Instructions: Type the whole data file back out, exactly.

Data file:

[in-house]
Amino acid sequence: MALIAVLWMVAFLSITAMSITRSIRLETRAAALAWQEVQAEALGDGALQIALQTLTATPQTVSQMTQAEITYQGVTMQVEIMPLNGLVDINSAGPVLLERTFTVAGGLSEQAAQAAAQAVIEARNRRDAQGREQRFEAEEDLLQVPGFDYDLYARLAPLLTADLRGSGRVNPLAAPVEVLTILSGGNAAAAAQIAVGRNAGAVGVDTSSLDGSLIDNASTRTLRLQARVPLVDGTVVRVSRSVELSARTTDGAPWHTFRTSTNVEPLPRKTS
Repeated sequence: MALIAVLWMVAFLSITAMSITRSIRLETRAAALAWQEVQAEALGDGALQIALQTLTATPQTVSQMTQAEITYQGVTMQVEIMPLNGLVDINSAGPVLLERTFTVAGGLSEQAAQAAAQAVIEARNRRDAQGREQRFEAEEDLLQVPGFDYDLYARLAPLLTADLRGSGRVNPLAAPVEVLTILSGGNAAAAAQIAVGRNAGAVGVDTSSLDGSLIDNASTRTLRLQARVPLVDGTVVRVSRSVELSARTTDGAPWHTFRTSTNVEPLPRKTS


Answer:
[in-house]
Amino acid sequence: MALIAVLWMVAFLSITAMSITRSIRLETRAAALAWQEVQAEALGDGALQIALQTLTATPQTVSQMTQAEITYQGVTMQVEIMPLNGLVDINSAGPVLLERTFTVAGGLSEQAAQAAAQAVIEARNRRDAQGREQRFEAEEDLLQVPGFDYDLYARLAPLLTADLRGSGRVNPLAAPVEVLTILSGGNAAAAAQIAVGRNAGAVGVDTSSLDGSLIDNASTRTLRLQARVPLVDGTVVRVSRSVELSARTTDGAPWHTFRTSTNVEPLPRKTS
Repeated sequence: MALIAVLWMVAFLSITAMSITRSIRLETRAAALAWQEVQAEALGDGALQIALQTLTATPQTVSQMTQAEITYQGVTMQVEIMPLNGLVDINSAGPVLLERTFTVAGGLSEQAAQAAAQAVIEARNRRDAQGREQRFEAEEDLLQVPGFDYDLYARLAPLLTADLRGSGRVNPLAAPVEVLTILSGGNAAAAAQIAVGRNAGAVGVDTSSLDGSLIDNASTRTLRLQARVPLVDGTVVRVSRSVELSARTTDGAPWHTFRTSTNVEPLPRKTS